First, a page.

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Get to Know Your Vaginal Anatomy Through a Pelvic Exam

Most women will have a pelvic exam during their annual check-up or if they are having a problem involving the female reproductive system. So what exactly is your doctor looking for during this exam? There are two parts to the exam: a visual and a physical exam.

The visual part of the exam involves inspecting the mons pubis, the vulva (which includes the labia minora and majora, and the clitoris), the vagina, the perineum and the anus (see diagram).

Doctors look at the external genitalia and hair distribution and for any rashes, bumps, ulcers, irritation, or unusual vaginal discharge. From there, they will separate the labia majora and look at the labia minora (smaller vaginal lips), the clitoris, urethra (the hole you urinate from), the vaginal opening called the introitus, and hymen. 

Once finished looking at the external genitalia, they will use a speculum to visualize the inside of the vagina. The vagina should appear pink, rugate, and moist. The vagina is about 4 centimeters in length and at the opposite end of the vagina is the cervix.  The cervix should look like a smooth pink doughnut. The provider will also look at the bladder and rectum to see if they are well supported and not protruding out into the vagina.  Depending on the reason for your visit, your gyno could do a pap smear (a screening test for cervical cancer), take a sample of abnormal discharge you may be experiencing, or swab the cervix for sexually transmitted infections.

The physical part of the exam follows the visual part of the exam. This includes a bimanual exam in which the doctor will place two fingers inside the vagina and the cervix will be moved from side to side. If this elicits any pain, called cervical motion tenderness then this may be a sign of enlarged ovaries due to a cyst, or ovarian mass. Another reason for pain could be an infection in fallopian tubes and ovaries called pelvic inflammatory disease or tubo-ovarian abscess. This is commonly caused by sexually transmitted diseases like gonorrhea and chlamydia but Bacteroides and other less common bacteria can be the culprit.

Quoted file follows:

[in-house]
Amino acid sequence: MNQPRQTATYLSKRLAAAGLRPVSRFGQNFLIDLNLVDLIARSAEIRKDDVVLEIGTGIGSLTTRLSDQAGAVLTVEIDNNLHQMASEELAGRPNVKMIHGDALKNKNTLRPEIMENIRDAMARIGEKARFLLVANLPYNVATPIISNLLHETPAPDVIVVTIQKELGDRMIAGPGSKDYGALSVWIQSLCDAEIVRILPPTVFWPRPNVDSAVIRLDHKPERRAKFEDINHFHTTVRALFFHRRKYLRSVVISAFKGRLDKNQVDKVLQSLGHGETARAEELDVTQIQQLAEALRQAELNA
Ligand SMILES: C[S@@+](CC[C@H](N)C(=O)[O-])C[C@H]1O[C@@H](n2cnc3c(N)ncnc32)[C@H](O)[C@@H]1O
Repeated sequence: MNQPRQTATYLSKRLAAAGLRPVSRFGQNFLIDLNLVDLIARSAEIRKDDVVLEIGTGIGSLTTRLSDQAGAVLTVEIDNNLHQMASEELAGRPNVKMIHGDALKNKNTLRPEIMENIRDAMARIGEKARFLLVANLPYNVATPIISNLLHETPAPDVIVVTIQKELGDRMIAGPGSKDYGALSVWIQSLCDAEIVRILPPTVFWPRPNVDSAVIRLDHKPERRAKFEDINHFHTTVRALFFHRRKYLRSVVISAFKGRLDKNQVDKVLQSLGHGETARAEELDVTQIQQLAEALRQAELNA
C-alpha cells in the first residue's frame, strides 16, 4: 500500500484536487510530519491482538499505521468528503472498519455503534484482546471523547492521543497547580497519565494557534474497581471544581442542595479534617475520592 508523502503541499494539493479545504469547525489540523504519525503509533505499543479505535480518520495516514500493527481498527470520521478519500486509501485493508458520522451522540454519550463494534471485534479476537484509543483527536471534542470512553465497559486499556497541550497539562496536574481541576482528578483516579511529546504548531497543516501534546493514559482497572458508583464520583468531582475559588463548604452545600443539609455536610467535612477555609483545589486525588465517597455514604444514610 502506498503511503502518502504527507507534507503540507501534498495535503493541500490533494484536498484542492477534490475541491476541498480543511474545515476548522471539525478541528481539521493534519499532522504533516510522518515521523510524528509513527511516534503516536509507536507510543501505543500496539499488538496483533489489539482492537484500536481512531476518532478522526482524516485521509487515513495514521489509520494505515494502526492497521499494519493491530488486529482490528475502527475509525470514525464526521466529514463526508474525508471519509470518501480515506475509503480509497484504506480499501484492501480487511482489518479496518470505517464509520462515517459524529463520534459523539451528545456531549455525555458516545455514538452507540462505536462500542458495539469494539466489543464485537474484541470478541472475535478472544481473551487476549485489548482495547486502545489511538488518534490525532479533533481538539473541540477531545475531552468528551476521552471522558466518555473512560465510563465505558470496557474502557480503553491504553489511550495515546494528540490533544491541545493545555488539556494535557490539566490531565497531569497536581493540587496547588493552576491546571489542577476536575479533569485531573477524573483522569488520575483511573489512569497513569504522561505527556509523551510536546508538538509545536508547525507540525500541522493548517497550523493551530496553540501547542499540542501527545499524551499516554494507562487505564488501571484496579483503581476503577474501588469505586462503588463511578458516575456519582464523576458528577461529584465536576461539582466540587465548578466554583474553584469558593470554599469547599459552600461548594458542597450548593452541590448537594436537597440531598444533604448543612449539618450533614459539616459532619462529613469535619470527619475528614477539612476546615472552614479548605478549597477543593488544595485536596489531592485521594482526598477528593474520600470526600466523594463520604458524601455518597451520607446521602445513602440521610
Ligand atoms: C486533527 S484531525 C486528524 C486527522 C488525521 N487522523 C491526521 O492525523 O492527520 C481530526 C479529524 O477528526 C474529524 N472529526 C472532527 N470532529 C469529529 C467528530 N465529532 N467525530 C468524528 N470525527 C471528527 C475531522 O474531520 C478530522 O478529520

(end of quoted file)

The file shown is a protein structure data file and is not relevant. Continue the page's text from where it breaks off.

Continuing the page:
From there, the top of the uterus is then palpated. The doctor will then feel for the size, mobility, and if it is irregularly shaped, keeping in mind that the normal size of a uterus is 6-8cm. An irregular or enlarged uterus may be due to fibroids or adenomyosis. Fibroids are caused by encapsulated smooth muscle that can grow inside or on the outside of the uterus. Adenomyosis is where the inner lining of the uterus grows into the muscle portion of the uterus called the myometrium. This is more common in women in their 40s and can cause painful periods, bloating, and heavy periods.  The uterus could also be fixed or retroverted (meaning tilted toward the spine_ which can be a normal finding, but could also be due to endometriosis and cause pain during intercourse.

There is a lot of information your doctor can get from a pelvic exam which is such an important part of the women's wellness exam. If the exam reveals anything unusual, your doctor will discuss any tests, treatments, and additional follow-up appointments that you need.

Getting familiar with your vaginal anatomy is so important and shouldn't be scary! Embrace the body that you're in and get to know your lady parts. 

With love, 

Dr. Jodie

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